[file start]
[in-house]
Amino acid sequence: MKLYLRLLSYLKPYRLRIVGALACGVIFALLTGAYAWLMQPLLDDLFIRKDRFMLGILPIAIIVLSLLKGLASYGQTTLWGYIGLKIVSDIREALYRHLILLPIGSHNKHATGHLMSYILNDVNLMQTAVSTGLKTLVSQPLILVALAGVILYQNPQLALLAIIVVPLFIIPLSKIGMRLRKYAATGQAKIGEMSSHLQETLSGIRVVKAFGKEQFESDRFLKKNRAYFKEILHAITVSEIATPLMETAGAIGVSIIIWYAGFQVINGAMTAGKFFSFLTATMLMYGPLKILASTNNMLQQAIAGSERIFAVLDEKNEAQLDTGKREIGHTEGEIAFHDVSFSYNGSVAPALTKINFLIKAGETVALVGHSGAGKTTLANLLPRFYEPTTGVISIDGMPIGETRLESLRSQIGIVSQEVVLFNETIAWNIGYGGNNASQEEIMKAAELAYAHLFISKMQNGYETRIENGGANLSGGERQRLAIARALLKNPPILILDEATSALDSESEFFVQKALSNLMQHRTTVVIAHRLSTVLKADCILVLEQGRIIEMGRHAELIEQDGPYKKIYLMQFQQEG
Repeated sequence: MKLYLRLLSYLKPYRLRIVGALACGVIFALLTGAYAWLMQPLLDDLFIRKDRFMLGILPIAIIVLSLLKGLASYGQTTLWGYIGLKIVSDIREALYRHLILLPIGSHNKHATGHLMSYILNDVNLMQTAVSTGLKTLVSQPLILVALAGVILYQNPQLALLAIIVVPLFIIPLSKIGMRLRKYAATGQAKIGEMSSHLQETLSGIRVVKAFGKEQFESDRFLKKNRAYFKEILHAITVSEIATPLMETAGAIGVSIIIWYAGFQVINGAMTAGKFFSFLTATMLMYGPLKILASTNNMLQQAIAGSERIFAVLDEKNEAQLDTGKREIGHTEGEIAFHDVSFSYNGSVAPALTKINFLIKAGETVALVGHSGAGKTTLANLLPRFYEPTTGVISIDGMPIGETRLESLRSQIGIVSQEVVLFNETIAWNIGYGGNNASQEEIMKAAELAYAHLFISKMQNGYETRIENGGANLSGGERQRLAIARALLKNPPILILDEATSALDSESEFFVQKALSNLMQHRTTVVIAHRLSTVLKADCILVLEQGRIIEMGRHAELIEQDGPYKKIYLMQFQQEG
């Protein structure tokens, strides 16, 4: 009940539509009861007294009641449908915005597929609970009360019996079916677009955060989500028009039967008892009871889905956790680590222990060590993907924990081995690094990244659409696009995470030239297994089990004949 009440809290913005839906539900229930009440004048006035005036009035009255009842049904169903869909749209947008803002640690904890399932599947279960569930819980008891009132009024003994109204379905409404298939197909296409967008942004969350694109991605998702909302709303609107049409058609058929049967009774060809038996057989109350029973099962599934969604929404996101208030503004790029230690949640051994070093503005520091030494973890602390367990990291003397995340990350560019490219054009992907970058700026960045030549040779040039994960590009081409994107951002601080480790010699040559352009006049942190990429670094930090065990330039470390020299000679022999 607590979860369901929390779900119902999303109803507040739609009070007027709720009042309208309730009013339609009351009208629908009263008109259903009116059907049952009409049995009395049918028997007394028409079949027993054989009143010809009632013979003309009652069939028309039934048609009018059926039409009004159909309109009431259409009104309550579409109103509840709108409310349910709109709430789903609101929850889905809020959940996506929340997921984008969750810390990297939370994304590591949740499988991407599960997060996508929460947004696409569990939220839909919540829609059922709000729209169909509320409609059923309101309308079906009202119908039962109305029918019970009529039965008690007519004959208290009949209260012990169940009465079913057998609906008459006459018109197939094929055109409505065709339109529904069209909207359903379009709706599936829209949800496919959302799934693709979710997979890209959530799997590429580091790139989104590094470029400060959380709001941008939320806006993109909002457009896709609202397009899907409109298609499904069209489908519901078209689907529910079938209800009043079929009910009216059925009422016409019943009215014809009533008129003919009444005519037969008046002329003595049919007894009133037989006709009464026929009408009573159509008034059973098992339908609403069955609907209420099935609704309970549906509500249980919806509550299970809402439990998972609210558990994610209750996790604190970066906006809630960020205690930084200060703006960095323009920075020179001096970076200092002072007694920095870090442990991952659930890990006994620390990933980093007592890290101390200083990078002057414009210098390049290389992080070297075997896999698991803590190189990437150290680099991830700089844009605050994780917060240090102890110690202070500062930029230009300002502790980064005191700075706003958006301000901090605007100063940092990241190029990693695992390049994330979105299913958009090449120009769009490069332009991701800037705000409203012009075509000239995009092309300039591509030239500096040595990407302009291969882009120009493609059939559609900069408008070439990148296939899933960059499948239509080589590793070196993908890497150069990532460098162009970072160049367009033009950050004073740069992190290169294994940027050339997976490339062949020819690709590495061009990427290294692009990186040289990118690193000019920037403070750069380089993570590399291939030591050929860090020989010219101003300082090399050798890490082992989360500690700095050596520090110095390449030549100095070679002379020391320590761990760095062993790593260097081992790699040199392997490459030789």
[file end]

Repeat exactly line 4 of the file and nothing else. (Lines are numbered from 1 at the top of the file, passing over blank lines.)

């Protein structure tokens, strides 16, 4: 009940539509009861007294009641449908915005597929609970009360019996079916677009955060989500028009039967008892009871889905956790680590222990060590993907924990081995690094990244659409696009995470030239297994089990004949 009440809290913005839906539900229930009440004048006035005036009035009255009842049904169903869909749209947008803002640690904890399932599947279960569930819980008891009132009024003994109204379905409404298939197909296409967008942004969350694109991605998702909302709303609107049409058609058929049967009774060809038996057989109350029973099962599934969604929404996101208030503004790029230690949640051994070093503005520091030494973890602390367990990291003397995340990350560019490219054009992907970058700026960045030549040779040039994960590009081409994107951002601080480790010699040559352009006049942190990429670094930090065990330039470390020299000679022999 607590979860369901929390779900119902999303109803507040739609009070007027709720009042309208309730009013339609009351009208629908009263008109259903009116059907049952009409049995009395049918028997007394028409079949027993054989009143010809009632013979003309009652069939028309039934048609009018059926039409009004159909309109009431259409009104309550579409109103509840709108409310349910709109709430789903609101929850889905809020959940996506929340997921984008969750810390990297939370994304590591949740499988991407599960997060996508929460947004696409569990939220839909919540829609059922709000729209169909509320409609059923309101309308079906009202119908039962109305029918019970009529039965008690007519004959208290009949209260012990169940009465079913057998609906008459006459018109197939094929055109409505065709339109529904069209909207359903379009709706599936829209949800496919959302799934693709979710997979890209959530799997590429580091790139989104590094470029400060959380709001941008939320806006993109909002457009896709609202397009899907409109298609499904069209489908519901078209689907529910079938209800009043079929009910009216059925009422016409019943009215014809009533008129003919009444005519037969008046002329003595049919007894009133037989006709009464026929009408009573159509008034059973098992339908609403069955609907209420099935609704309970549906509500249980919806509550299970809402439990998972609210558990994610209750996790604190970066906006809630960020205690930084200060703006960095323009920075020179001096970076200092002072007694920095870090442990991952659930890990006994620390990933980093007592890290101390200083990078002057414009210098390049290389992080070297075997896999698991803590190189990437150290680099991830700089844009605050994780917060240090102890110690202070500062930029230009300002502790980064005191700075706003958006301000901090605007100063940092990241190029990693695992390049994330979105299913958009090449120009769009490069332009991701800037705000409203012009075509000239995009092309300039591509030239500096040595990407302009291969882009120009493609059939559609900069408008070439990148296939899933960059499948239509080589590793070196993908890497150069990532460098162009970072160049367009033009950050004073740069992190290169294994940027050339997976490339062949020819690709590495061009990427290294692009990186040289990118690193000019920037403070750069380089993570590399291939030591050929860090020989010219101003300082090399050798890490082992989360500690700095050596520090110095390449030549100095070679002379020391320590761990760095062993790593260097081992790699040199392997490459030789």